NASA seeks industry partner to commercialise its Safeguard drone detect and avoid system

NASA’s Technology Transfer Program solicits inquiries from companies interested in obtaining license rights to commercialize, manufacture and market the following technology.  License rights may be issued on an exclusive or nonexclusive basis and may include specific fields of use.  NASA provides no funding in conjunction with these potential licenses.

NASA Langley Research Center has developed a breakthrough technology called Safeguard that can alleviate hazards with unmanned aircraft (UA) flying beyond their authorized perimeters and into no-fly zones.  Safeguard works by continuously detecting a UAs proximity to virtual perimeters established around no-fly-zones (i.e., stay-out or stay-in regions and altitude limits), and taking action to guarantee the perimeters are not breached.  The key to the design is streamlined functionality that has been formally verified to guarantee detection of possible perimeter violations. Safeguard is applicable to both rotary- and fixed-wing systems and substantially outperforms embedded geo-fences in terms of reliably and dependably stopping excursions into no-fly zones.  Safeguard has the potential to provide a means to comply with pending regulatory directives for geo-limitation for a burgeoning UAS industry.

Safeguard is an independent avionics system that can be easily ported to virtually any UA. The current prototype weighs approximately 1 lb (without hardware optimization).  The invention innovations include formally verified algorithms to monitor and predict impending boundary violations through flight termination trajectory estimation, and a system architecture that facilitates performance certification.  The system can be configured without sole reliance on the global positioning system to avoid known problems with GPS inaccuracies and unavailability.  It is independent of the UA and any on-board components, such as the autopilot, for physical and logical separation from non-aviation-grade systems.  The perimeter boundaries are described using polygons, which can approximate almost any shape, and there are practically no limits to the number of shapes and boundaries.  The algorithms for establishing the validity of a boundary and for detecting proximity to all defined boundaries are based on rigorous mathematical models that have been formally verified.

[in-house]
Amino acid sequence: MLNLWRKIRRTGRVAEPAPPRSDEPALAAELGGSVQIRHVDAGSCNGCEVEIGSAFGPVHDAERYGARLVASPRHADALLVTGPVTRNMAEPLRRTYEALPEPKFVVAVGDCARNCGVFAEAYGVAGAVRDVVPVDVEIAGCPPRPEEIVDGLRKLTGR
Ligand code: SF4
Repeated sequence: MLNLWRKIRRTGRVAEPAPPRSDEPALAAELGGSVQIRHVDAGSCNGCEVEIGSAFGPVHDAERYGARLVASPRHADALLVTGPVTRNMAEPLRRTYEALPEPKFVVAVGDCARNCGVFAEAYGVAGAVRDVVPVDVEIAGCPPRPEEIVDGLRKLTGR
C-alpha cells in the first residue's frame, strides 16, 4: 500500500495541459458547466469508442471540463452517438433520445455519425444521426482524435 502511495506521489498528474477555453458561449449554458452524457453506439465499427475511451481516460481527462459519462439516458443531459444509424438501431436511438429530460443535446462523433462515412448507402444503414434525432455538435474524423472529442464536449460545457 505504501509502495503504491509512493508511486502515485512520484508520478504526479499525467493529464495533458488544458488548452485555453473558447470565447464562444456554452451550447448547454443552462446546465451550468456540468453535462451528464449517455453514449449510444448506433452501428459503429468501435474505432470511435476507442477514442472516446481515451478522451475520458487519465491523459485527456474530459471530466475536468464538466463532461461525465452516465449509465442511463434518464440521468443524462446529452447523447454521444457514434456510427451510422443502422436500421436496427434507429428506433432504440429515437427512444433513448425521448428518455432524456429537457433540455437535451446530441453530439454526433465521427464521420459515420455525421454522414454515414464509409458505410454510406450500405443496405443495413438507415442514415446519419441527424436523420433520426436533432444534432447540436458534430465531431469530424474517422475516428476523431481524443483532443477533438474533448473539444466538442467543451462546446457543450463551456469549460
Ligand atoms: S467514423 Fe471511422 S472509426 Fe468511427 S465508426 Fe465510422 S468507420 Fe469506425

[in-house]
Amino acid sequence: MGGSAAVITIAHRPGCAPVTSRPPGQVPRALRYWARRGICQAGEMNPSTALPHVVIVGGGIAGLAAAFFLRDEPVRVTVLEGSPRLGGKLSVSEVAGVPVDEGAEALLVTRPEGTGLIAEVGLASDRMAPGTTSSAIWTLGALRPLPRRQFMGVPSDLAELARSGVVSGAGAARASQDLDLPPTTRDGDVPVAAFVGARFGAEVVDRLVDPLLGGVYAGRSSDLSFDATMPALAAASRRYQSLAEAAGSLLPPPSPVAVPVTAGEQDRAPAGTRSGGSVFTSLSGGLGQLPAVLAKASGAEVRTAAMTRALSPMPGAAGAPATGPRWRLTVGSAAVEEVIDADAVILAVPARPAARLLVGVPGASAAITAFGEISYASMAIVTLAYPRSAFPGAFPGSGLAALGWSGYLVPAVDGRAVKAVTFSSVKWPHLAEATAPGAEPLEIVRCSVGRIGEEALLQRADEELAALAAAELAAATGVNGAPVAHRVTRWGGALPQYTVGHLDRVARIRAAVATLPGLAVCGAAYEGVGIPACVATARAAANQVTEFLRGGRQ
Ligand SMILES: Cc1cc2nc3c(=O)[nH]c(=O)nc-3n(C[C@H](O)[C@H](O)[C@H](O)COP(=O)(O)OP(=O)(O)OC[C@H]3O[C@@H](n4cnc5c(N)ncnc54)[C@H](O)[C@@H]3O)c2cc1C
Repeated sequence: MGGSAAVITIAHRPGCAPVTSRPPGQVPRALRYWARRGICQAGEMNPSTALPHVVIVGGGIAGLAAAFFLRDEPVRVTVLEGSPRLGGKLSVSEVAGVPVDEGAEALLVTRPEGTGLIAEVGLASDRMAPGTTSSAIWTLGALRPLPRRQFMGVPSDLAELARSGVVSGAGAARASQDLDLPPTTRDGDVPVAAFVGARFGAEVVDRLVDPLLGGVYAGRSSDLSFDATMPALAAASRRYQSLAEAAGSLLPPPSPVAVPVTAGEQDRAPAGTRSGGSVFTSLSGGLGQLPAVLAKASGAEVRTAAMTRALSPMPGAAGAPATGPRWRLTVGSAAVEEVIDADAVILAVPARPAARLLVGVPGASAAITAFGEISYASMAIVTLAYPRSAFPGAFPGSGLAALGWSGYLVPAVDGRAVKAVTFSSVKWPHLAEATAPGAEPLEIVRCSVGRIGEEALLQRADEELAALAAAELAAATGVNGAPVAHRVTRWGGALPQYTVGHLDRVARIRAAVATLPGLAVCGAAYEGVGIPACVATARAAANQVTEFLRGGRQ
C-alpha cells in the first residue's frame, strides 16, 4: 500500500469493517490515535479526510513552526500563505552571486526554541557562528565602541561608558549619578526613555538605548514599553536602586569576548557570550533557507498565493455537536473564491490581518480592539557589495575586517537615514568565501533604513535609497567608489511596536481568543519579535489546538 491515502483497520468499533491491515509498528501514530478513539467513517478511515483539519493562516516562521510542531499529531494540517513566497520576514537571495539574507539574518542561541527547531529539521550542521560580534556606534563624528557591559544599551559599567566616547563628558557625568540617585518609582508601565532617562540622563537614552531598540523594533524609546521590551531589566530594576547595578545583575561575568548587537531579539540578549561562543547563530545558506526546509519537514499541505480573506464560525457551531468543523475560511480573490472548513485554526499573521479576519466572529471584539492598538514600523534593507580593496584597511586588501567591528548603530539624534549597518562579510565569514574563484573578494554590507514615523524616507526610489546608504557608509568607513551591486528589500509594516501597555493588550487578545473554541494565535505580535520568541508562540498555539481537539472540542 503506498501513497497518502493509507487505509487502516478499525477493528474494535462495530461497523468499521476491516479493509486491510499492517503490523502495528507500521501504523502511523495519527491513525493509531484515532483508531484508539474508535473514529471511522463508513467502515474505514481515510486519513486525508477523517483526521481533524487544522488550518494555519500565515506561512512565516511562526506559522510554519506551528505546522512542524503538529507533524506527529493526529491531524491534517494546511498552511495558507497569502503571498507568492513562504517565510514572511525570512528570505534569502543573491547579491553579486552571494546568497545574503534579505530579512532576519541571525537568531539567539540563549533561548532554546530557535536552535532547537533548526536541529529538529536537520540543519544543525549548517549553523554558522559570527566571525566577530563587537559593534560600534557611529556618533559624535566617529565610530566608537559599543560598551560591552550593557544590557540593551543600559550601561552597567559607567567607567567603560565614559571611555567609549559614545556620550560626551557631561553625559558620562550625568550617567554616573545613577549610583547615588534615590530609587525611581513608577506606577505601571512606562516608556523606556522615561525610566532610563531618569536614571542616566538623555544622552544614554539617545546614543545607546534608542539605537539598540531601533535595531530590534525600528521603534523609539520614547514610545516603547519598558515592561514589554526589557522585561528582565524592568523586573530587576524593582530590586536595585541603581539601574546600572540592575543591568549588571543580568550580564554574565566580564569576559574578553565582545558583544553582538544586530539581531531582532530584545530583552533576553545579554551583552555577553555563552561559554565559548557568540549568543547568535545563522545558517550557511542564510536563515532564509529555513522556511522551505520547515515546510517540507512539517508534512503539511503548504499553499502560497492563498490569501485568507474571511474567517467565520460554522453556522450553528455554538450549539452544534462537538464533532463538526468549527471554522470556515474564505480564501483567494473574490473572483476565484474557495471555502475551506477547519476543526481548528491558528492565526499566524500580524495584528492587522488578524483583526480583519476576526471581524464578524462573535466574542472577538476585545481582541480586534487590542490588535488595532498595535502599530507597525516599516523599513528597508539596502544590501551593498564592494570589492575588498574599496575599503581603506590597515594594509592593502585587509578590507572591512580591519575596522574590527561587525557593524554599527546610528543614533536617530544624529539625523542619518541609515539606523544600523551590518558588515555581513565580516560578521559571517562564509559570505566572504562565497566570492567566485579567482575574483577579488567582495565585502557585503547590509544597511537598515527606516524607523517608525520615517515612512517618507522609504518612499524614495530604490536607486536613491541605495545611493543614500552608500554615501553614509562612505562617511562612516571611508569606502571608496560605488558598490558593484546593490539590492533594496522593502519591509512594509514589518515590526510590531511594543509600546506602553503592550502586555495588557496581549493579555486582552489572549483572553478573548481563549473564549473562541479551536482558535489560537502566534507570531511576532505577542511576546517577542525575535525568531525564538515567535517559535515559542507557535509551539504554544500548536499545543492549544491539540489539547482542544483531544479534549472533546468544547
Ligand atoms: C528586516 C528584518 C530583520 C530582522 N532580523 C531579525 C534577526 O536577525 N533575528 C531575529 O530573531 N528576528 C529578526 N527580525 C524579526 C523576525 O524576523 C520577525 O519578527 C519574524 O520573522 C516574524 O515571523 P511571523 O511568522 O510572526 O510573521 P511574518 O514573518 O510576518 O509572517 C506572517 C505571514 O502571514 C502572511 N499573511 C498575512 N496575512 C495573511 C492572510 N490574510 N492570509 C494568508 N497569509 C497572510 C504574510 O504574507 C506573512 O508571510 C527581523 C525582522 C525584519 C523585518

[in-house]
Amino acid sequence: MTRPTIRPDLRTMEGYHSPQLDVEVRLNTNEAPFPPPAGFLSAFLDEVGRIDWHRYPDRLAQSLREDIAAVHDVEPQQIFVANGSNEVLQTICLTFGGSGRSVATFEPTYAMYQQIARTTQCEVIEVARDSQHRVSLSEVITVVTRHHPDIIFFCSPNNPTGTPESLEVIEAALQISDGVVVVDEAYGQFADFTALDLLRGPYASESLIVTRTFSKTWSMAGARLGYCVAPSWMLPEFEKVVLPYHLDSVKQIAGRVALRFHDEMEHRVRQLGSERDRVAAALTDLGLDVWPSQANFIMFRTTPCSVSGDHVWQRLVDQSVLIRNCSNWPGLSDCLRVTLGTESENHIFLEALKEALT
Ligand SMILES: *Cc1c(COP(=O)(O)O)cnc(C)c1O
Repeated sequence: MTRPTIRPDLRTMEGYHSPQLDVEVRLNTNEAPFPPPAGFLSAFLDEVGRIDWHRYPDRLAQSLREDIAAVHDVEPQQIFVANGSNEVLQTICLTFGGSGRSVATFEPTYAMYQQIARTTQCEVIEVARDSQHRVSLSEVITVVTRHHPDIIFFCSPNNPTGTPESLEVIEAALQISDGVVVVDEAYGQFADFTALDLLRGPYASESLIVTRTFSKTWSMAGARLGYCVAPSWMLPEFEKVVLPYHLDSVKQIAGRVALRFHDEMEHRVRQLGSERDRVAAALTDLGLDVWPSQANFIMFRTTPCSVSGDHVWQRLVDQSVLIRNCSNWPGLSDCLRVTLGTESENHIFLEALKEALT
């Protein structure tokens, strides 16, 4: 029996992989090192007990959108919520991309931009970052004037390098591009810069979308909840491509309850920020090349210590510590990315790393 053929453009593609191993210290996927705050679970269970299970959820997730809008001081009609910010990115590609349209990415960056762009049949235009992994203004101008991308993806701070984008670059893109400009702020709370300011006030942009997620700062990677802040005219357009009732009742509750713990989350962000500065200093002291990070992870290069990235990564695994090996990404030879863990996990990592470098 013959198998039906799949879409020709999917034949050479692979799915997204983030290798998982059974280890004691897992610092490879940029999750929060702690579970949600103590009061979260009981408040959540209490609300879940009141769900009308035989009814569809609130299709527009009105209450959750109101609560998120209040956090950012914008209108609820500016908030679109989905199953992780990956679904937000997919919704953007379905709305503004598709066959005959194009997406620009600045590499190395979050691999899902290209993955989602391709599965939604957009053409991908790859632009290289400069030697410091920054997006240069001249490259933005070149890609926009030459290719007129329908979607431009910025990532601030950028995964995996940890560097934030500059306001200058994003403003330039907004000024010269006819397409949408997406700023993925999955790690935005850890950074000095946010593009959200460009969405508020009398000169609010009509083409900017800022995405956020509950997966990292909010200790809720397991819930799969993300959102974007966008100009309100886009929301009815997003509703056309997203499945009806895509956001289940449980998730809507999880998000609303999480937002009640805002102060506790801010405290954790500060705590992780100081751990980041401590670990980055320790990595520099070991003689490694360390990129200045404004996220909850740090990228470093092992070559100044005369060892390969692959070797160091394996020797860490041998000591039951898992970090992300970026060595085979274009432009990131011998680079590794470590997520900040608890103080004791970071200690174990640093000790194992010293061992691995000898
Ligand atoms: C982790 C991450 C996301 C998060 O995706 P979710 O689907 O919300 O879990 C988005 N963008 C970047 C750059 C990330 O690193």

To express interest in this opportunity, please submit a license application through NASA’s Automated Technology Licensing Application System (ATLAS) by visiting

If you have any questions, please contact Langley Research Center at   with the title of this Technology Transfer Opportunity as listed in this FBO notice and your preferred contact information.  For more information about licensing other NASA-developed technologies, please visit the NASA Technology Transfer Portal at

These responses are provided to members of NASA’s Technology Transfer Program for the purpose of promoting public awareness of NASA-developed technology products, and conducting preliminary market research to determine public interest in and potential for future licensing opportunities.


Deadline for response: December 18, 2020 05:00 pm EST

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